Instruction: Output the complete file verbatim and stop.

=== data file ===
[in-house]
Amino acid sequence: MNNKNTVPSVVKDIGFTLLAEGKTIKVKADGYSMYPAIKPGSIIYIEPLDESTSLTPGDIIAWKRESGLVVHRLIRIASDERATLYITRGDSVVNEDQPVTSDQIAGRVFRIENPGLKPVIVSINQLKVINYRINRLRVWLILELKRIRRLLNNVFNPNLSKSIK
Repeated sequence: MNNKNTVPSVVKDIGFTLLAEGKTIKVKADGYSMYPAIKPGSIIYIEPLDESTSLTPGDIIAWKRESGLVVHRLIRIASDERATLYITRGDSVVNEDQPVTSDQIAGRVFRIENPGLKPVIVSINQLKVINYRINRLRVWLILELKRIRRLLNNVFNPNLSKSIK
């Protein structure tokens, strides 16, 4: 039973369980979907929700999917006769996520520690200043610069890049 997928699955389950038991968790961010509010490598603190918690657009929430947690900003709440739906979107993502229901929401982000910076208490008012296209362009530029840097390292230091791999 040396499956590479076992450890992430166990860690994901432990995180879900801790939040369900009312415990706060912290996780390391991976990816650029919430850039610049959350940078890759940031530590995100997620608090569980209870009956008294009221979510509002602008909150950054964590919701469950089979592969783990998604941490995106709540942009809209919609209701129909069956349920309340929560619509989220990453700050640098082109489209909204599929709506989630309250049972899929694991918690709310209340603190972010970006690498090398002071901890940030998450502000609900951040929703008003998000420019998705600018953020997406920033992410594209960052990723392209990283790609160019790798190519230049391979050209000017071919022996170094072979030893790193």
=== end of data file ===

[in-house]
Amino acid sequence: MNNKNTVPSVVKDIGFTLLAEGKTIKVKADGYSMYPAIKPGSIIYIEPLDESTSLTPGDIIAWKRESGLVVHRLIRIASDERATLYITRGDSVVNEDQPVTSDQIAGRVFRIENPGLKPVIVSINQLKVINYRINRLRVWLILELKRIRRLLNNVFNPNLSKSIK
Repeated sequence: MNNKNTVPSVVKDIGFTLLAEGKTIKVKADGYSMYPAIKPGSIIYIEPLDESTSLTPGDIIAWKRESGLVVHRLIRIASDERATLYITRGDSVVNEDQPVTSDQIAGRVFRIENPGLKPVIVSINQLKVINYRINRLRVWLILELKRIRRLLNNVFNPNLSKSIK
């Protein structure tokens, strides 16, 4: 039973369980979907929700999917006769996520520690200043610069890049 997928699955389950038991968790961010509010490598603190918690657009929430947690900003709440739906979107993502229901929401982000910076208490008012296209362009530029840097390292230091791999 040396499956590479076992450890992430166990860690994901432990995180879900801790939040369900009312415990706060912290996780390391991976990816650029919430850039610049959350940078890759940031530590995100997620608090569980209870009956008294009221979510509002602008909150950054964590919701469950089979592969783990998604941490995106709540942009809209919609209701129909069956349920309340929560619509989220990453700050640098082109489209909204599929709506989630309250049972899929694991918690709310209340603190972010970006690498090398002071901890940030998450502000609900951040929703008003998000420019998705600018953020997406920033992410594209960052990723392209990283790609160019790798190519230049391979050209000017071919022996170094072979030893790193």